A Short History of Ambigrams

In June 1908 the British magazine The Strand received a submission to its ‘Curiosities’ column from one Mitchell T Lavin of Cincinatti, Ohio.

Mr Lavin enclosed a calligraphic representation of the word ‘chump’ which, when turned upside down, still read ‘chump’. He added: “I think it is the only word in the English language which has this peculiarity.”

In the August edition, The Strand published another submission from the US, this time from a Mr V K Allison of Lawrenceville, New Jersey. Mr Allison claimed to have “succeeded in discovering” another “reversible word”, despite such being “very few and far between.” His word was ‘honey’:

Obviously convinced that this reversibility was a rare property of only very few words, it must have come as a surprise to Mr Allison and Mr Lavin to read the correspondence published in the September issue of The Strand.

Mr B R Bligh of 2, Porchester Mews, Bayswater enclosed a name, ‘W H Hill’ which, when written in funny handwriting, read the same upside down. Mr Bligh asserted: “Surely this is the only name possessing so convenient a peculiarity.”

The floodgates were open. In the same issue Mr Clarence Williams of Sheffield revealed the curious properties of the letter B. “In writing the word Bet so that it reads the same when upside down,” he said, “I have simply written the letter B twice – once with the paper inverted…. Possibly B is the only letter of the alphabet that will produce such an interesting anomaly.”

But B was not the only letter that produces such an interesting anomaly. And ‘W H Hill’ is not the only name with the convenient peculiarity of being vertically flippable. And ‘honey’ and ‘chump’ are very far from being the only ‘reversible’ words in the English language. For ‘ambigrams’ (the term was coined by Douglas Hofstadter in the 1980s) are legion and can be created in infinite ways.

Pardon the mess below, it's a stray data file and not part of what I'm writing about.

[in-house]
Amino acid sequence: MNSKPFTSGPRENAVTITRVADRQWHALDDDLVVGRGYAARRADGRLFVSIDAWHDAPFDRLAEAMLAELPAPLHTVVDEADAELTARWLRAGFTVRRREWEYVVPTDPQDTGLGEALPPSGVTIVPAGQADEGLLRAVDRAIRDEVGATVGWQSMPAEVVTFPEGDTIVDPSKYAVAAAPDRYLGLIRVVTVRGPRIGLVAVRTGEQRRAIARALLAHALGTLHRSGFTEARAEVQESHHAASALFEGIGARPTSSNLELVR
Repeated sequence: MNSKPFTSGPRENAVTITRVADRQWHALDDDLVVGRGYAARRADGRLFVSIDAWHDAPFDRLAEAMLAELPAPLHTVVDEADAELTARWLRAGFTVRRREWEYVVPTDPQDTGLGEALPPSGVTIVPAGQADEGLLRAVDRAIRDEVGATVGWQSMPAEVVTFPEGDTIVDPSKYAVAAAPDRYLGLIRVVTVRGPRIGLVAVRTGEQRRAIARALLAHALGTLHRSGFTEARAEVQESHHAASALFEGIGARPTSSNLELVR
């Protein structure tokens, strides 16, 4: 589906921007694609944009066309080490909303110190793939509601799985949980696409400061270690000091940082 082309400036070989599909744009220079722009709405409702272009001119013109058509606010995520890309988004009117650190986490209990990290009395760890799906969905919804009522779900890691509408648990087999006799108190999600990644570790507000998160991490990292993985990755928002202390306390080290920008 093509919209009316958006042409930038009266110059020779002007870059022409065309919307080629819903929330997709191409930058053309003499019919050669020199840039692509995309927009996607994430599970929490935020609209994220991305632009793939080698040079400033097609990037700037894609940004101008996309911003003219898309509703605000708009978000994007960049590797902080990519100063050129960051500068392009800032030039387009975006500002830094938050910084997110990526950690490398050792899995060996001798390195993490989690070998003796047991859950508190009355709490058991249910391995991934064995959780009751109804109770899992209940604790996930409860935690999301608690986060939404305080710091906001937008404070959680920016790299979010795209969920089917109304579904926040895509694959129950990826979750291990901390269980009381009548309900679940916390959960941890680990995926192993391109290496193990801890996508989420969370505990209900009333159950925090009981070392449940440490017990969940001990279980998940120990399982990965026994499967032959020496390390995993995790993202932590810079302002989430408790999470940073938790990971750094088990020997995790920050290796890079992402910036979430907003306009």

The New Man logo, designed by Raymond Loewry in 1969 is one. So is the Deloreon Motor Company logo, created in 1975. At least three artists claim to have invented them independently.

You can even create your own online from any word with this ambigram generator. And pioneers Messrs Lavin, Bligh, Allison and Williams were merely glimpsing the tip of a strange typographical iceberg.

I draw no particular conclusion from this story, I merely relate it, and you can draw whatever lessons you see fit.

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About Author Profile: Brit

'Brit' is the blogging name of Andrew Nixon, a writer and publisher who lives in Bristol. He is the editor and co-founder of The Dabbler.

6 thoughts on “A Short History of Ambigrams

  1. Gaw
    September 13, 2011 at 14:22

    The lesson I draw is that it’s best not to view your laptop whilst holding it upside down.

  2. johngjobling@googlemail.com'
    malty
    September 13, 2011 at 15:31

    Will there ever be an end to the ingenuity of the human race, when bored. Personally I feel that the reversible raincoat was of a more practical use, it keeping out the elements and stuff. Ironic, the Deloreon logo being reversible, much like the companies fortunes.

  3. finalcurtain@gmail.com'
    mahlerman
    September 13, 2011 at 15:34

    Laptop? A bit yesterday.
    Try putting in ‘tablet’ and ‘laptop’
    Works beautifully

  4. davidanddonnacohen@gmail.com'
    David Cohen
    September 13, 2011 at 20:49

    Thank Whomever that someone invented computers so that we could know that ambigrams are abundant.

    • Brit
      September 15, 2011 at 20:00

      Indeed.

  5. info@shopcurious.com'
    September 14, 2011 at 17:14

    Well I’ll be ambigrammed…

    I have some vintage New Man pieces c.1980 that are still wearable today. Seems the logo hasn’t dated either – in fact it looks curiously contemporary. I’ll mention this amusing article at ShopCurious – thanks Brit.

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